Sunday, September 11, 2022

REVIEW: Alfred Hitchcock's The Birds (live action movie)

The Birds is a 1963 thriller/horror movie based on a story by Daphne du Maurier. I bought my copy brand new.


Melanie Daniels meets Mitch Brenner while at a pet shop in San Francisco. She's there to buy a Mynah bird, while he's there to get a pair of lovebirds for his younger sister. He pretends to mistake Melanie for a shop employee and eventually leaves without buying anything. Melanie, both intrigued and annoyed by handsome Mitch, buys a couple lovebirds and ends up taking them to his mother's home in Bodega Bay, where he goes every weekend.

Out of nowhere, Melanie is attacked by a seagull, which she and Mitch assume is an isolated incident. However, as incidents of odd bird behavior mount, it all becomes more ominous, until finally someone is discovered dead, apparently killed by birds. With no idea what's causing the attacks or how to stop them, Mitch, his mother, his sister, and Melanie try their best to survive and wait whatever it is out.

I don't think I've ever seen this movie before, although I remember talking about it with my mom. When I was a kid, we went to some kind of petting zoo where a bird pecked my foot because I wanted to save the food I'd been given for the other animals. I'm pretty sure my mom got slight The Birds flashbacks.

Anyway, in terms of overall scariness, I thought this was better than Psycho, although since it was a level of scariness even I could handle, I'm assuming most horror fans wouldn't consider it all that scary anymore. I thought Melanie was weird and a bit much, buying birds, traveling for a couple hours, and sneaking into Mitch's house just because of one embarrassing encounter (which she set herself up for, honestly). But the gradually increasing tension involving the birds was great. I think I preferred the scenes in which the birds were gathering, but not attacking, more than the actual attacks.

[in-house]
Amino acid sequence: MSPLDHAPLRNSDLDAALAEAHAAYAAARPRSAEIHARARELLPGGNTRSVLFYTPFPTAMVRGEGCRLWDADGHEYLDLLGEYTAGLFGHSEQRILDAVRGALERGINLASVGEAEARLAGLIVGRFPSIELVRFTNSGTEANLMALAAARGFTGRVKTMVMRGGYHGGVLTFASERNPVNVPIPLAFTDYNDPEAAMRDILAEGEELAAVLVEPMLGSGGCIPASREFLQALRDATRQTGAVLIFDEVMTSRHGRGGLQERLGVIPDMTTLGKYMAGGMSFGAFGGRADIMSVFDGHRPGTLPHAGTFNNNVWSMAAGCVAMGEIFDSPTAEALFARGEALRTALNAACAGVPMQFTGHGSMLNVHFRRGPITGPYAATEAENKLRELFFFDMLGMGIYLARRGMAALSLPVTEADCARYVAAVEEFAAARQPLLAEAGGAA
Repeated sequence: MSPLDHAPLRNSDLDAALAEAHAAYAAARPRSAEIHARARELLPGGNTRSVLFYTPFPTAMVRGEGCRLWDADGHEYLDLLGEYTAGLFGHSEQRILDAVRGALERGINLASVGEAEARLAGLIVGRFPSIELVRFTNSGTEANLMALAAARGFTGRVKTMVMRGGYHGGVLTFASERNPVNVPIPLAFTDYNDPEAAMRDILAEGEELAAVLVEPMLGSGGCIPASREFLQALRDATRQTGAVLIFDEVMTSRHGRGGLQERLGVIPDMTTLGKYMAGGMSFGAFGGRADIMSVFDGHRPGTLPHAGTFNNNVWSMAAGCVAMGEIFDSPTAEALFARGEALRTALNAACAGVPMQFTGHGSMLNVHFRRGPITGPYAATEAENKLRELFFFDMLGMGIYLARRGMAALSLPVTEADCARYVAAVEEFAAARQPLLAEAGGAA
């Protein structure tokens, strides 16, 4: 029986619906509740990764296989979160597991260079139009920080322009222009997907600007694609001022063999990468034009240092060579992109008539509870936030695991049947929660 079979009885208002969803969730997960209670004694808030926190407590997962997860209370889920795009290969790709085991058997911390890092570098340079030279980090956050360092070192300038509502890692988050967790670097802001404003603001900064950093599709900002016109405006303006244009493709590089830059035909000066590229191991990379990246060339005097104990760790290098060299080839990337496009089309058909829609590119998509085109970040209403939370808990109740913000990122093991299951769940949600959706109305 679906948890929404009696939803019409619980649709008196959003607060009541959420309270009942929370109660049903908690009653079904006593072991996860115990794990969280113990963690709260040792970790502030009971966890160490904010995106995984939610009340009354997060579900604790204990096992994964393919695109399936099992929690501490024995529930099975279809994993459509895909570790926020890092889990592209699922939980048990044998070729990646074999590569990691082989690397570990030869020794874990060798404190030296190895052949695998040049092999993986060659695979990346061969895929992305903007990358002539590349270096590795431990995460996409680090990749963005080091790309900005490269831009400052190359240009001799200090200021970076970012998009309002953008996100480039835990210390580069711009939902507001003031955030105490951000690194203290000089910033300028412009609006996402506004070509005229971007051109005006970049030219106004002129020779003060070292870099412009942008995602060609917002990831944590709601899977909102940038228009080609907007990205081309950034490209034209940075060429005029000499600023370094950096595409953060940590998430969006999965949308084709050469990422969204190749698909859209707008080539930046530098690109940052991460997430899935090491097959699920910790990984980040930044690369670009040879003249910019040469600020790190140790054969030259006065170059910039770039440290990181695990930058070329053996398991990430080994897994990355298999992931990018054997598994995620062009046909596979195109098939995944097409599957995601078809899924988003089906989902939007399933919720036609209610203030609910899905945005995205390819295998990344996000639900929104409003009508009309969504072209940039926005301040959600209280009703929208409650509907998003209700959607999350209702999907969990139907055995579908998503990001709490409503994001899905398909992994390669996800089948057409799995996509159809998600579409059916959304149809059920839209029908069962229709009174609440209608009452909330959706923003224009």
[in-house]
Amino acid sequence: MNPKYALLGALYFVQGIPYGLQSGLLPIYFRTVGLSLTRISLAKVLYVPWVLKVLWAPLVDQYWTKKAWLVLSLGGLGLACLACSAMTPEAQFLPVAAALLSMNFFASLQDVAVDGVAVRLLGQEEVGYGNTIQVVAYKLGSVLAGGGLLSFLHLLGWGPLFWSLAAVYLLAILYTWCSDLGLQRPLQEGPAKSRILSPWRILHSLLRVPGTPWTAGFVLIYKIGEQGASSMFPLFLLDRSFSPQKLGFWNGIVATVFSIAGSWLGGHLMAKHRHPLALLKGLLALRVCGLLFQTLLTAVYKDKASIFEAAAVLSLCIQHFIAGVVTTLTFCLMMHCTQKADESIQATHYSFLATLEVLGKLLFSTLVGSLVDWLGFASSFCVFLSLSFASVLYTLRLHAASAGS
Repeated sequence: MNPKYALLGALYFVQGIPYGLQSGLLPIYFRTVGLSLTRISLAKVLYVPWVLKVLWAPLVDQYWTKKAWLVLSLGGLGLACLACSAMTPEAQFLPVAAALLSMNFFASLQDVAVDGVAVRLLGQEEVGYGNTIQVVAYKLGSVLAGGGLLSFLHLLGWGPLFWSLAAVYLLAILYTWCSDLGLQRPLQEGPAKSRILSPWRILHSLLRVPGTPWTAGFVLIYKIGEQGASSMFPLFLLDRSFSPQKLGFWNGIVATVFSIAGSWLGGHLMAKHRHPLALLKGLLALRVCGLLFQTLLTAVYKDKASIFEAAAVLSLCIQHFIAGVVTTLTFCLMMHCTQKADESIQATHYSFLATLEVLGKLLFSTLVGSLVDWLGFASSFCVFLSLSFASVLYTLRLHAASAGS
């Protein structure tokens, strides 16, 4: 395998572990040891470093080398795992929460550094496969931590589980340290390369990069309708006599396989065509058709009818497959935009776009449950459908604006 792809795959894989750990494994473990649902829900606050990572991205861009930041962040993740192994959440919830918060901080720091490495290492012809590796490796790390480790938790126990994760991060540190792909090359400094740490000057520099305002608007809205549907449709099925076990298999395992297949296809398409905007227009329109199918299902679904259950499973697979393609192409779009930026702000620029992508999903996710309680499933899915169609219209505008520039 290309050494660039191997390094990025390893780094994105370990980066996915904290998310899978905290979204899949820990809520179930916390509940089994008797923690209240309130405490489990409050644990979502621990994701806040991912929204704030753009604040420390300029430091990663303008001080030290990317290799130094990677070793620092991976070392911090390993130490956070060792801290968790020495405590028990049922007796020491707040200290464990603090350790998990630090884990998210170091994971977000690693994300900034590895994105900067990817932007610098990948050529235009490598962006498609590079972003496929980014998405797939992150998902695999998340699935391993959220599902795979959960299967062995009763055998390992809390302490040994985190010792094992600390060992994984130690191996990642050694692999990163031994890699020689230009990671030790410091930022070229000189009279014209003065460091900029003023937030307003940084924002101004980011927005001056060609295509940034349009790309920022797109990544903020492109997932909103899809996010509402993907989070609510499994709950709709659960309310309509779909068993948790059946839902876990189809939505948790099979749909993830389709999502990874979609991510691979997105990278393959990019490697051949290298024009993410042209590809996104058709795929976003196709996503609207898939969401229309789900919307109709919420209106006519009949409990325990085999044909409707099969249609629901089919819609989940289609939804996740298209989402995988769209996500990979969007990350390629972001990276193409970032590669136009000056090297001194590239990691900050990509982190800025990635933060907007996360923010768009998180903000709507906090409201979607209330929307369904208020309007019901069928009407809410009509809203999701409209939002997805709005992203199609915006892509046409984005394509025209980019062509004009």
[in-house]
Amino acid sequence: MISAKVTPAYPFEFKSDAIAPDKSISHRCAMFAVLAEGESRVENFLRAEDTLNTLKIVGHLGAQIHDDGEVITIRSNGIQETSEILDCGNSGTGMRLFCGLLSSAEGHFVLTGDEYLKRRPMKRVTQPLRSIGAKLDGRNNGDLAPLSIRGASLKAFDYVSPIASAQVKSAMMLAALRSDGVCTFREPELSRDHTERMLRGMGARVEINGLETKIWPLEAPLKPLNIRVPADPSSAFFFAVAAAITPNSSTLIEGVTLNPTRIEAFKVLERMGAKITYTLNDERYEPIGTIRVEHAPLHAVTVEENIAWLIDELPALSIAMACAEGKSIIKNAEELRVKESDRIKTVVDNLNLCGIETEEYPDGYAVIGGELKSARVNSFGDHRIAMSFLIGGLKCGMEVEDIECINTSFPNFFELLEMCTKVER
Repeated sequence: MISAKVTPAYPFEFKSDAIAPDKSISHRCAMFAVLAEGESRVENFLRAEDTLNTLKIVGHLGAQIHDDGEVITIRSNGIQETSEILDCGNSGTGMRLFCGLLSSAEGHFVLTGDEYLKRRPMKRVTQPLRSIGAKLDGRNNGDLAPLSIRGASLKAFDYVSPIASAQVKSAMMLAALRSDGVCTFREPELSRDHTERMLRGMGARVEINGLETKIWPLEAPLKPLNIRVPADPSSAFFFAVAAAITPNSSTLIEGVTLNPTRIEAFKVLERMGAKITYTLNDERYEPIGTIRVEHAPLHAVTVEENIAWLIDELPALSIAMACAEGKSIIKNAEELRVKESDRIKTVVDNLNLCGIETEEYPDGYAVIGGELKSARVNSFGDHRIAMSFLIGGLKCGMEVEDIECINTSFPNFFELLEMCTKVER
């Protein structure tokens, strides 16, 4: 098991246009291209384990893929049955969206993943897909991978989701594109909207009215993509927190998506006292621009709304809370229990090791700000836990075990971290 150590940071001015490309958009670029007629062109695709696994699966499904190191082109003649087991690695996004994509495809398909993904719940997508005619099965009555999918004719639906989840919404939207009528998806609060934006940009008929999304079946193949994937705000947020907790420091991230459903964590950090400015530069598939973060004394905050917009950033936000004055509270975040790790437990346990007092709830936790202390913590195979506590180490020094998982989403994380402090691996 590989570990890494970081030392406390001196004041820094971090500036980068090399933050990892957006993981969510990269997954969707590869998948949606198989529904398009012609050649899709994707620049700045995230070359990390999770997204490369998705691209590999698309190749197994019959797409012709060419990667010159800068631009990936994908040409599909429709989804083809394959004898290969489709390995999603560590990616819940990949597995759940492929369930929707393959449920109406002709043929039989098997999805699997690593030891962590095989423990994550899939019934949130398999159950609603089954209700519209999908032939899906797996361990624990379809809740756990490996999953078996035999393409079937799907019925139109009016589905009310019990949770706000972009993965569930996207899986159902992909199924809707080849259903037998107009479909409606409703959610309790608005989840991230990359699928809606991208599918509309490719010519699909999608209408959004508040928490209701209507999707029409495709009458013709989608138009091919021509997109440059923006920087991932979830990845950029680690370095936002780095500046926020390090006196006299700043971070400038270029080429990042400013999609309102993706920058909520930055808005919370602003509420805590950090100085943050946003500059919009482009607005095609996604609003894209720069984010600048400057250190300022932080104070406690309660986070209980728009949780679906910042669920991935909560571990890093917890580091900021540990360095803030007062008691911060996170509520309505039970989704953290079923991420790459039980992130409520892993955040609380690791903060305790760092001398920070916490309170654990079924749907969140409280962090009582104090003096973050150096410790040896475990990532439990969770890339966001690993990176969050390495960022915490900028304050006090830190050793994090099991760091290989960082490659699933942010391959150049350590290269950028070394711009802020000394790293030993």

There were a few moments that were kind of stupid. For example, ushering all the kids out of the school while the birds were gathering was a bad idea. It may not have gone better if they'd stayed in the school, but at least they wouldn't all have been so exposed when the attack finally came. It was mind-boggling, the number of times people went outside when they knew a bird attack was likely.

Where this movie fell apart, for me, was the ending. I remember checking how many minutes were left and wondering how it was going to wrap up in time, because there were no answers and only a few minutes to go. Why were the birds attacking? Did Melanie's arrival really have something to do with it? Were the lovebirds a clue somehow? 

It felt like this movie was all build-up with nothing to let the pressure off at the end. No answers, no indications that the characters were or were not going to end up safe, and no additional information beyond the tidbit that Mitch got from the radio, that incidents maybe weren't isolated to Bodega Bay after all. It was a bit of a letdown.


A deleted scene (script and some stills), the original ending (script and some drawings), Tippi Hedren's screen test, "The Birds is coming" (Universal International newsreel), "Suspense story: National Press Club hears Hitchcock" (Universal International newsreel), production photographs.

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